Trade hopes rise as US-Sino negotiations conclude
Trade headlines will top market interest on Tuesday as Chinese and US officials conclude their two-day meeting in Beijing. This is the first face-to-face contact after Trump and Xi Jinping agreed at the G20 summit on December 1 to a ceasefire on new tariffs until March 1 and investors are hopeful that the two sides could be in a rush to reach common ground as negative economic consequences have started to emerge, especially in China.
Optimism heightened even further on Monday after the Chinese Vice Premier, Liu He made a surprise appearance at the vice-ministerial level trade talks, a potential sign that Beijing is willing to strike a deal with the US. In the same day, the US Commerce Secretary, Wilbur Ross, stated that both governments could reach an agreement that “we can live with” encouraging markets even more that the outcome of the negotiations will be positive.
In the aftermath, the Dow Jones and S&P 500 closed with moderate gains on Monday, while on Tuesday stocks in Asia traded mixed, with Japanese equities moving in positive territory and Chinese ones in the negative despite China releasing more liquidity on Friday. This indicates that investors are not totally convinced that trade negotiations could make rapid progress, probably asking for more clues in advance of stepping up buying orders.
Moreover, the notion that the Fed may not deliver two rate hikes in the new year seems to be supporting investor sentiment during the past few months, though a lot of uncertainty remains and hence volatility is expected to continue to trouble markets until the Fed gives a clear rate guidance. FOMC meeting minutes due for release on Wednesday are next in line to impact market rate projections. Recall that the US services sector grew at a slower pace in December according to the ISM non-manufacturing survey on Monday, though it did not deteriorate as much as the manufacturing industry did.
Dollar rebounds after three days of drops, antipodeans weaken despite trade news
In FX markets, the dollar was on the recovery on Tuesday against six major currencies, with dollar/yen crawling up to 109 after almost a week. The antipodeans, though, which had a respectful rally the previous two days, reversed to the downside despite optimistic trade headlines. The kiwi declined by 0.25% while the fall in the aussie was double that percentage probably due to missing concrete proof of progress in the trade talks. Weaker-than-expected trade stats out of Australia probably weighed on sentiment as well. The data showed that the Australian trade surplus narrowed for the second consecutive month in November, while October’s number was revised downwards.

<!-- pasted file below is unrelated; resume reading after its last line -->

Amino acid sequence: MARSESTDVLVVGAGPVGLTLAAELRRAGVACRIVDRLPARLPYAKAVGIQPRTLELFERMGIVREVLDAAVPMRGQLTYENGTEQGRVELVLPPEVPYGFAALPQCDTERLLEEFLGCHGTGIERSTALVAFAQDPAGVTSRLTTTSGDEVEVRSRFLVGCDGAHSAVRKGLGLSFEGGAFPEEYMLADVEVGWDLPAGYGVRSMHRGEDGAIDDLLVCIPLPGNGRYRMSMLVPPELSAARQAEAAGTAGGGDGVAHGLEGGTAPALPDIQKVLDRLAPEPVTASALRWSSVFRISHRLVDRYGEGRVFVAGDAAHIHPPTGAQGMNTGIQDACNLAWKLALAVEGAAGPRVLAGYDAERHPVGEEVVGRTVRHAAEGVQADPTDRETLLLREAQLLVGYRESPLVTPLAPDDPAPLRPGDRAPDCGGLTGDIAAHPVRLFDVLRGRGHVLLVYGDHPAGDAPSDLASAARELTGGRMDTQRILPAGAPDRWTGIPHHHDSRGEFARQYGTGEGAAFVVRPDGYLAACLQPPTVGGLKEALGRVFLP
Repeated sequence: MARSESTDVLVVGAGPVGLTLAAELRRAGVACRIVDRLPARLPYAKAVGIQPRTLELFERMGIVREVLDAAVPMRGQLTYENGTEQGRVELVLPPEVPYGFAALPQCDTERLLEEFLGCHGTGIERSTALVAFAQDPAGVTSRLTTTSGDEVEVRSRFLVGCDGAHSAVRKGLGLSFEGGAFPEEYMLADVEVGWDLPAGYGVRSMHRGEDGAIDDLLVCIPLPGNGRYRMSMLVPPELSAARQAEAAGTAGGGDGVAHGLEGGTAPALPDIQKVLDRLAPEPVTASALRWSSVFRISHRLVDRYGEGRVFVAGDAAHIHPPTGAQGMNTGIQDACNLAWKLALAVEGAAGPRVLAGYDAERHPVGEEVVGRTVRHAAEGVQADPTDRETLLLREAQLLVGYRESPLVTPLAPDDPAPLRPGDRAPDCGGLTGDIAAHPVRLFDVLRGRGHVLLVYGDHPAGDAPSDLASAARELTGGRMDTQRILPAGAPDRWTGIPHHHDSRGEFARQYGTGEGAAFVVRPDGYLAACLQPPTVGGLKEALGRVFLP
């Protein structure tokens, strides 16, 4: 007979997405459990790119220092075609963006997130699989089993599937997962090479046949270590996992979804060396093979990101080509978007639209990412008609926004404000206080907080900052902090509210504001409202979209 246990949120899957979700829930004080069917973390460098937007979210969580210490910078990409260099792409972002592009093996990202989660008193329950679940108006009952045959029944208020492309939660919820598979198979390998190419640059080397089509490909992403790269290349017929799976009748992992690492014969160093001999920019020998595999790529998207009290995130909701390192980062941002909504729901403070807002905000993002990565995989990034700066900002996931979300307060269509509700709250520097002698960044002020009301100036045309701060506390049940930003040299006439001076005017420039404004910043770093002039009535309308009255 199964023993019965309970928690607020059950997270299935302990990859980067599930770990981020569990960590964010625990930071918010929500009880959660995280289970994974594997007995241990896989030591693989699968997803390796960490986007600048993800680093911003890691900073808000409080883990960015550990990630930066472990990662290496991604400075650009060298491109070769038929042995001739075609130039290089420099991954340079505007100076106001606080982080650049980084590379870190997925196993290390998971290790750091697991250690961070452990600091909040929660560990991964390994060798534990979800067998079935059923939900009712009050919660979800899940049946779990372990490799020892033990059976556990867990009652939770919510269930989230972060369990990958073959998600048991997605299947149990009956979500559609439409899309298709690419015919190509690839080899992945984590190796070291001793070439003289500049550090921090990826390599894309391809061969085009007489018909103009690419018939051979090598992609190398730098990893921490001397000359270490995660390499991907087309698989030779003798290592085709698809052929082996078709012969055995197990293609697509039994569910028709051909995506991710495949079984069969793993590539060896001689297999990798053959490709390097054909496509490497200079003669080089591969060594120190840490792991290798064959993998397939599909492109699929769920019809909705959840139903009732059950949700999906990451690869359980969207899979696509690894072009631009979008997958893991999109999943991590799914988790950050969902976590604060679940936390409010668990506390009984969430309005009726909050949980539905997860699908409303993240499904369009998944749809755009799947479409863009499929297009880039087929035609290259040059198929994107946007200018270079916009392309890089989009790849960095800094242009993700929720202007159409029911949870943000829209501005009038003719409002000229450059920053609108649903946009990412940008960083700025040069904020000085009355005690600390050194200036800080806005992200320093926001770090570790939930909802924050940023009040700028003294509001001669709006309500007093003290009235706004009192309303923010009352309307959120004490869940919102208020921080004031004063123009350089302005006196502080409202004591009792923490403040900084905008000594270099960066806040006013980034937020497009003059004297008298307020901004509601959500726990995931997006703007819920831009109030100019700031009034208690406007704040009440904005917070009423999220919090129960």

Besides trade, investors will be also watching political developments in the US as fears over a government shutdown persisted for the 17th day on Monday, with public services operating partially as many federal workers could miss their paycheck this week. President Trump and Democrats did little to resolve their budget differences mainly due to Democrats’ strong opposition on the funding of the border wall. Specifically, the US President is asking for $5.6 billion, while Democrats are only willing to accept $1.3 billion for border security but nothing for a wall.
The debate is expected to continue later in the day, with Trump’s TV address at 9 p.m. on Tuesday (0200 GMT Wednesday ) eagerly awaited.
Brexit keeps pressuring buying interest in Europe; Eurozone economic sentiment index pending
Turning to Europe, market confidence remained weak as the Brexit issue kept investors cautious, with the pound and the euro paring yesterday’s gains against the greenback. While questions remain about whether May will manage to achieve more concessions from the EU, the Daily Telegraph reported that EU and British Officials are discussing the possibility of postponing the exit date amid concerns that the British Parliament will not approve it by March 29. According to the BBC, the Brexit vote in Parliament is expected to take place on January 15.
Monetary policy is another puzzle in Europe. The BoE is not willing to raise interest rates until it gets more clarity on Brexit, while the ECB, which terminated its asset purchase program in December, has promised that a rate hike would only come after the summer of 2019. Yet markets are not certain if the latter will stay on course as policymakers failed to drive core inflation towards the 2.0% price target in 2018. Earlier today, data showed that German industrial output posted its biggest decline in two years in November, while later in the day the focus will shift to the Economic sentiment index due at 1000 GMT. Yesterday the Sentix investor confidence index for the month of January indicated that pessimism among investors increased but by less than analysts predicted.